So you should be looking at the next stage of those red-theme blocks with framing strips duly added and the tentative start of new project involving those gorgeous antique fabric pieces. Instead, I’ve been spending time when I could have been sewing on further rummaging in storage crates for fabrics and projects half-remembered and half-forgotten. A set of quilting patterns taken from a 1850s quilt has surfaced again so I really must take them to be professionally scanned and resized
In the mid-1990s I was gifted a vintage hexagon quilt top and an old pillowcase containing a few fabric scraps. ( I’ll show you the quilt top when the Grand Sorting and Re-packing of The Cupboard takes place). These scraps were mostly glazed chintzes and, having encountered them again this week whilst in pursuit of an errant class sample, I’ve taken them out of hiding and put them near the investment pieces I showed last week.
Wonder how many more “treasures” will see the light of day by next week? Happy stitching!
Another week gone by and now fully recovered from vaccine effects and at least one large bag of projects/stuff re-homed and put away. Maybe out of sight is out of mind but I definitely do better if I can keep the top surfaces in my sewing space relatively clear. It’s interesting how habits can change – I used not to mind clutter and my workspace was never terribly tidy. These days I prefer to walk into a tidy uncluttered space and try to keep it that way. And, of course, there is a difference between tidy and organised – I’m aiming to be both tidy and organised but it’s often a struggle! Awaiting their turn to be tidied and organised are the red-themed sample blocks made over the past two years.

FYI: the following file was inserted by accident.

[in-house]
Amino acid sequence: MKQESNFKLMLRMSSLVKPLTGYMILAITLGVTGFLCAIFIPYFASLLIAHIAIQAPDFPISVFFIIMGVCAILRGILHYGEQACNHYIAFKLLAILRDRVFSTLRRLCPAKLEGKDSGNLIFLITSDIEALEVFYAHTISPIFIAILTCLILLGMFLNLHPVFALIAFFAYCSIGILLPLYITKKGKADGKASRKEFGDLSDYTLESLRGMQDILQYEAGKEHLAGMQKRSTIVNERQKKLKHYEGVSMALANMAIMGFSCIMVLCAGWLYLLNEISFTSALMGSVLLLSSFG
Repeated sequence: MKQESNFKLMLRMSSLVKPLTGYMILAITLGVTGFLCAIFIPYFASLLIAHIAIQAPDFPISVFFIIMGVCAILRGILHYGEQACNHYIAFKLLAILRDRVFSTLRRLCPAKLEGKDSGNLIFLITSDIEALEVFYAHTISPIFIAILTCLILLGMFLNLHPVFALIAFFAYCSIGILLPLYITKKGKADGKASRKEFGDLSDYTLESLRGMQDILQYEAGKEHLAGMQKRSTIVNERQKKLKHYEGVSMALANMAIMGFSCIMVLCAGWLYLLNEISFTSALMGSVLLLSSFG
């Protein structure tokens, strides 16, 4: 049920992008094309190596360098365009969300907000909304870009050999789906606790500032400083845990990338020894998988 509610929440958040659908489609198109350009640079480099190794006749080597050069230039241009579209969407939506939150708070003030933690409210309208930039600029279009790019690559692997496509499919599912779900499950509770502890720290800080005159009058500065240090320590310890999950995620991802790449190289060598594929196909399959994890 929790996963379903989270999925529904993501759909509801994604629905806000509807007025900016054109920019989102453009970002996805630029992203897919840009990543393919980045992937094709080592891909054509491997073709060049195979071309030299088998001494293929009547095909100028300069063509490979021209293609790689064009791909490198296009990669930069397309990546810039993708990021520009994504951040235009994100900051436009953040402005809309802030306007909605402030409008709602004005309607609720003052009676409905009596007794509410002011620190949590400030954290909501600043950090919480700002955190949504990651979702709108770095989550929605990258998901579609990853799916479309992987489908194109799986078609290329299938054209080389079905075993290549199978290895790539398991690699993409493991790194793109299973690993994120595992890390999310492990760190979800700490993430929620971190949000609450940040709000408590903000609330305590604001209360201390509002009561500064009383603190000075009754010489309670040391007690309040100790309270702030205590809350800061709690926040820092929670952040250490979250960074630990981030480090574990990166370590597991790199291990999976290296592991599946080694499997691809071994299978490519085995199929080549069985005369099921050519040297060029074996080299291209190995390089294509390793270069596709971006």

I think I may have worked out the next step to progress this a little further. All the 6inch blocks would benefit from a simple frame, same size strips for all blocks using a variety of predominantly red prints. This will be easy and mindless stitching with no pressure!
While putting things away I remembered to pull out a fabric “investment” I made several years ago – modest-sized pieces of vintage fabrics that were totally irresistible. Acquired for the sheer joy of ownership, these may now have the chance to star in their very own project –
Quarantine is over and first vaccination tomorrow – important milestones! It’s been a really slow week, hard to find motivation to finish unpacking and the quilt cupboard remains in need of a thorough working over. But I have brought a long-standing (a mere decade) project to the surface ready to be moved to the batting and basting pile –
Keeping this really short and hoping that this coming week is more productive!